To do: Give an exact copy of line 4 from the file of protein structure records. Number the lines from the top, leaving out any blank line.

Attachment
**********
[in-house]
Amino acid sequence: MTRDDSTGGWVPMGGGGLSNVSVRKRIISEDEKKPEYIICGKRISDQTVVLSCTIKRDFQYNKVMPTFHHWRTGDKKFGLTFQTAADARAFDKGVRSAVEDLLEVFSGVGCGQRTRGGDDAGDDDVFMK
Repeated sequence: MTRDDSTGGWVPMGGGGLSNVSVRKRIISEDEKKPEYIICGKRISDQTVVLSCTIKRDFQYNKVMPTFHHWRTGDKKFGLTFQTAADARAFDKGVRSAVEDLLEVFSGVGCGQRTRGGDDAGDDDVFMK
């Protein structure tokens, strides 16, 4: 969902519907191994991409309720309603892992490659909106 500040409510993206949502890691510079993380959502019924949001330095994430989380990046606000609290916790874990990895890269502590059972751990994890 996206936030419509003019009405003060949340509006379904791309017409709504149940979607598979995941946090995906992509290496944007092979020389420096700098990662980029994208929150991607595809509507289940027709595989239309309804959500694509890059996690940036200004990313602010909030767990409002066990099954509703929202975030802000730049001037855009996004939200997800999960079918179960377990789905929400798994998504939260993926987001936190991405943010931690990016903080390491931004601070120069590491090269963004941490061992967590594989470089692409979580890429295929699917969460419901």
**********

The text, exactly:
């Protein structure tokens, strides 16, 4: 969902519907191994991409309720309603892992490659909106 500040409510993206949502890691510079993380959502019924949001330095994430989380990046606000609290916790874990990895890269502590059972751990994890 996206936030419509003019009405003060949340509006379904791309017409709504149940979607598979995941946090995906992509290496944007092979020389420096700098990662980029994208929150991607595809509507289940027709595989239309309804959500694509890059996690940036200004990313602010909030767990409002066990099954509703929202975030802000730049001037855009996004939200997800999960079918179960377990789905929400798994998504939260993926987001936190991405943010931690990016903080390491931004601070120069590491090269963004941490061992967590594989470089692409979580890429295929699917969460419901």